Ambivalence as Internal Conflict
Political scientists and psychologists recognize the presence of ambivalence in our attitudes, but conceptions of ambivalence are widely varied. Is ambivalence common or rare? Is it a subjective feeling that can only be measured by asking the individual, or is it an objective property of an attitude that can be measured without the respondent’s knowledge? Answers to this question may depend on the way ambivalence is defined. In the discussion that follows, we compare some of the various definitions of ambivalence that have been offered by scholars in the past. We argue that the concept has been employed too loosely in earlier research, and suggest a number of ways in which it can be defined in a more precise and productive manner. Specifically, we argue that “ambivalence” should be restricted to instances of strong internalized conflict which lead to increased response variability that cannot be reconciled as a function of additional information.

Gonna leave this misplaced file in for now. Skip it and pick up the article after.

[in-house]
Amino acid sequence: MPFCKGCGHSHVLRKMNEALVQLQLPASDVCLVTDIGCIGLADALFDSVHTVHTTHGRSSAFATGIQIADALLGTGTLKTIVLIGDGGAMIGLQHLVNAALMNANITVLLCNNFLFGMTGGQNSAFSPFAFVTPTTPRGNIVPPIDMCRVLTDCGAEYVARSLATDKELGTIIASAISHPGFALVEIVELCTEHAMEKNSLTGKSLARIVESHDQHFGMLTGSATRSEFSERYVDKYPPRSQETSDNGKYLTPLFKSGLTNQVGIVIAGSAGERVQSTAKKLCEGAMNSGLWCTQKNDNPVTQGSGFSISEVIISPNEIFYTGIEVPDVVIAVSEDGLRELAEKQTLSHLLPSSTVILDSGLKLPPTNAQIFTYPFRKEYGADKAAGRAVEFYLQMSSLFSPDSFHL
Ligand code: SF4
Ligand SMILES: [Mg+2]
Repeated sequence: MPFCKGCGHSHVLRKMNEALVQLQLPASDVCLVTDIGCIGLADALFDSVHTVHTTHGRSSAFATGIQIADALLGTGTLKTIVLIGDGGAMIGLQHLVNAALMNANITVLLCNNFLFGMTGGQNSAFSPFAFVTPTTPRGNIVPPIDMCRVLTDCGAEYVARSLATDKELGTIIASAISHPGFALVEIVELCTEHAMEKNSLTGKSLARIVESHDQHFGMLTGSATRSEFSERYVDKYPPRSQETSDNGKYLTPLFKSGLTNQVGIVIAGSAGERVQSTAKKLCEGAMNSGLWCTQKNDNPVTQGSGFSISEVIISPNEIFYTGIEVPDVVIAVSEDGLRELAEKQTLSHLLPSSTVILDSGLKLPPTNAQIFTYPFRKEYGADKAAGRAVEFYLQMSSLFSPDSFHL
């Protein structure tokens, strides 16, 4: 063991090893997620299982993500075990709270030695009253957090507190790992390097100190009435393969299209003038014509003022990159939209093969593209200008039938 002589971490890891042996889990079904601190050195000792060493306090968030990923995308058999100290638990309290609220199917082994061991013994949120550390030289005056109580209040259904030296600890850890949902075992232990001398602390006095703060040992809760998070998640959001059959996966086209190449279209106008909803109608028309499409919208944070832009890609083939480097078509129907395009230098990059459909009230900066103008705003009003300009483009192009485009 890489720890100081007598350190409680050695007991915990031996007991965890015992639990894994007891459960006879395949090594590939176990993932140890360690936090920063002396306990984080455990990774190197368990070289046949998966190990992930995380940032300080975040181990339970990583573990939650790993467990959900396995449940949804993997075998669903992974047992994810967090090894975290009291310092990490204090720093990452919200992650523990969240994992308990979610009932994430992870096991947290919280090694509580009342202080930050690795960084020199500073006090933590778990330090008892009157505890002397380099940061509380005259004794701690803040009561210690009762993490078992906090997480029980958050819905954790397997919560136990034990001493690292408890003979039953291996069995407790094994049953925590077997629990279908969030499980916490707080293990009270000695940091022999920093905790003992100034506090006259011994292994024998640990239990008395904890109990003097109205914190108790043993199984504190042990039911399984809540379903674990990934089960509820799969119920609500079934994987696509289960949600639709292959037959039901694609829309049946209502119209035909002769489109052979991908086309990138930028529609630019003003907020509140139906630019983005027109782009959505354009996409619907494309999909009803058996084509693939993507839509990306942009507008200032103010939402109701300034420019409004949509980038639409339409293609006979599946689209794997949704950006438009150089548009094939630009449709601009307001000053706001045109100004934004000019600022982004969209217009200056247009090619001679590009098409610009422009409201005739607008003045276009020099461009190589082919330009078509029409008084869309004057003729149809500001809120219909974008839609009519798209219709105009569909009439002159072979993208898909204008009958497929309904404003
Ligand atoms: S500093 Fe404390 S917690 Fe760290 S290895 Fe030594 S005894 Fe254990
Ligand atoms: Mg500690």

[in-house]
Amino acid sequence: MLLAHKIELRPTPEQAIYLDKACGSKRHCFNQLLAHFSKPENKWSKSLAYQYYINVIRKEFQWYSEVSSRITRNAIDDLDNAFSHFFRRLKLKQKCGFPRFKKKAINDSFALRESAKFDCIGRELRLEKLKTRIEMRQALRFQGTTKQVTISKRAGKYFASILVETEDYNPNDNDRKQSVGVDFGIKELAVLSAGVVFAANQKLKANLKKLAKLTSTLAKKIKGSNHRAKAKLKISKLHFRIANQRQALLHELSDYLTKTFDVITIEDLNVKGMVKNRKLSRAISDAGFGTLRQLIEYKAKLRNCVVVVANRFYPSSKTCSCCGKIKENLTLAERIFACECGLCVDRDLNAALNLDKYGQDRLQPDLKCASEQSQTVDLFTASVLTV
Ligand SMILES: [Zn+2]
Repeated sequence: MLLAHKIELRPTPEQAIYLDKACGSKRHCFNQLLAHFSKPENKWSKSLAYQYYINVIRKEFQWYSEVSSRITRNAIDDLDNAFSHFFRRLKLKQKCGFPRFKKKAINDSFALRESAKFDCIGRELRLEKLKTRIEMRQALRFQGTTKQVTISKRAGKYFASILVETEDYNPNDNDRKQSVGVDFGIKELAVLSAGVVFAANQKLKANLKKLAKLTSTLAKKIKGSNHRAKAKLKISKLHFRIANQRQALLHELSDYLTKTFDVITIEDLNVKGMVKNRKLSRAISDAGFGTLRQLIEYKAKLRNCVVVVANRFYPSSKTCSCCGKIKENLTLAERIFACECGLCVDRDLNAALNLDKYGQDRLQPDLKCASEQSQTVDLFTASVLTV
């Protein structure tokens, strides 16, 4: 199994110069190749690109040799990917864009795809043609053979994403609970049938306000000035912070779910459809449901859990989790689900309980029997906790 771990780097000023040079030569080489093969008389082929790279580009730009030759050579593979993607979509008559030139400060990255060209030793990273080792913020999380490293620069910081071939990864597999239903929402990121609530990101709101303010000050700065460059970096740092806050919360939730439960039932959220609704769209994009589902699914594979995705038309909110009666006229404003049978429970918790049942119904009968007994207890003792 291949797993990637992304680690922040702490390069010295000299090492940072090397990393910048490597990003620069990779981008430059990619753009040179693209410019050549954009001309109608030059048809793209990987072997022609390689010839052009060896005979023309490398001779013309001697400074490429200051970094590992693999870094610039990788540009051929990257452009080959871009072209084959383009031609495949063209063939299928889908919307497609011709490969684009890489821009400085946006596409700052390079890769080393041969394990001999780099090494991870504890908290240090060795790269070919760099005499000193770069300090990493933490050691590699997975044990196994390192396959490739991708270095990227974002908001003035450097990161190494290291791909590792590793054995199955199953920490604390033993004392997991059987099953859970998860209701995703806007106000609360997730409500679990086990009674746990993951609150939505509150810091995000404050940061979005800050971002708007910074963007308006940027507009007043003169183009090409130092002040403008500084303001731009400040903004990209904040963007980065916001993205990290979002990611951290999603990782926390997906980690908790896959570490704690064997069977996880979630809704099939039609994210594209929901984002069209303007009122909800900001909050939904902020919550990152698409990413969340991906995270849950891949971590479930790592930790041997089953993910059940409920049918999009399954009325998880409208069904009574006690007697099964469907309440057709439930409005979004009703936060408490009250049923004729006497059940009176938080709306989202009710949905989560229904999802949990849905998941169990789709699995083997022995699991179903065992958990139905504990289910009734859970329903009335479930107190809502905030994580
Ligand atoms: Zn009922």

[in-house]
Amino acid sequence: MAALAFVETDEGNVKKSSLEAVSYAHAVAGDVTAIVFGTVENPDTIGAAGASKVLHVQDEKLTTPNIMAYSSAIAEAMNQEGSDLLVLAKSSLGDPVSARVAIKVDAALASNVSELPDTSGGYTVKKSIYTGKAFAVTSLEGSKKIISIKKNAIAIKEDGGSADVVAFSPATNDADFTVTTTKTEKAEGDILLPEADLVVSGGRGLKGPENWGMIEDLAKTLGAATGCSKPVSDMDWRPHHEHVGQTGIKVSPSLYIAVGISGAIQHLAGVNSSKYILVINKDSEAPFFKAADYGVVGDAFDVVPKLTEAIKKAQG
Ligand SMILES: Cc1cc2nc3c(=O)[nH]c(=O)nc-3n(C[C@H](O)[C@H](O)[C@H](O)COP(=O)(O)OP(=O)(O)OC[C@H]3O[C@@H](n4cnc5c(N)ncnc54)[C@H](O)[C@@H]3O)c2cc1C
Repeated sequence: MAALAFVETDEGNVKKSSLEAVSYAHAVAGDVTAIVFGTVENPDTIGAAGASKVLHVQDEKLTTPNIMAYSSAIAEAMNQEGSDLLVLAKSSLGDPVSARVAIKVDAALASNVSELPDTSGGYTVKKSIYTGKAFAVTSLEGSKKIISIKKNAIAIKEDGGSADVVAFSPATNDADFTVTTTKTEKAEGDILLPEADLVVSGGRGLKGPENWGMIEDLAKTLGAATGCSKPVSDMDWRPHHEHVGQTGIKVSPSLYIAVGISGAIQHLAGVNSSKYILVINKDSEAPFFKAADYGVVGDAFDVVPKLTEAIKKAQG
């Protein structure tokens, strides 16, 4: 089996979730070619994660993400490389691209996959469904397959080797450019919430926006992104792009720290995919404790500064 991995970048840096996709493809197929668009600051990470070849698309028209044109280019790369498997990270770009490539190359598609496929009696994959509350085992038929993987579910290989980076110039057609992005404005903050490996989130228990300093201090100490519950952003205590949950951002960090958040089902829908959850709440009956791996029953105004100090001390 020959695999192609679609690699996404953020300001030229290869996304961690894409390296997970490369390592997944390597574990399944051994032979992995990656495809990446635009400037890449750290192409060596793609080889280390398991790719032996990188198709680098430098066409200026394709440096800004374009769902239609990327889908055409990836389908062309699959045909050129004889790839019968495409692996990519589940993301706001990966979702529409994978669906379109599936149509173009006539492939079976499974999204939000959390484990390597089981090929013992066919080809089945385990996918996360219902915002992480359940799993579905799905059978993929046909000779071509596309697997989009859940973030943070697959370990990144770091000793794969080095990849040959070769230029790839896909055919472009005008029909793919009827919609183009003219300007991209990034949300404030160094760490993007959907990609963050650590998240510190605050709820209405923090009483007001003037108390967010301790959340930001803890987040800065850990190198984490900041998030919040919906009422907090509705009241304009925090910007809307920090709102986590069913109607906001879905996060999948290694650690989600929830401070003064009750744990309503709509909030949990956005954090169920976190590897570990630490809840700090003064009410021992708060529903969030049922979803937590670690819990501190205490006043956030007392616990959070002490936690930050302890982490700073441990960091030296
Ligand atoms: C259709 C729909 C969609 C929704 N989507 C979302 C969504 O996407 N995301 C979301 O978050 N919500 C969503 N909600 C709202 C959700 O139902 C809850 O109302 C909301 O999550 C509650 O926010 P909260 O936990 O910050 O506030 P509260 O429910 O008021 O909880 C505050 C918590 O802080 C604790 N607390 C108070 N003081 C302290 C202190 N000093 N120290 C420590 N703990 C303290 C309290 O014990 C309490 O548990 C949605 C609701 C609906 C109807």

KeywordsResponse Latency Attitude Object Welfare Reform Internal Conflict Political Information
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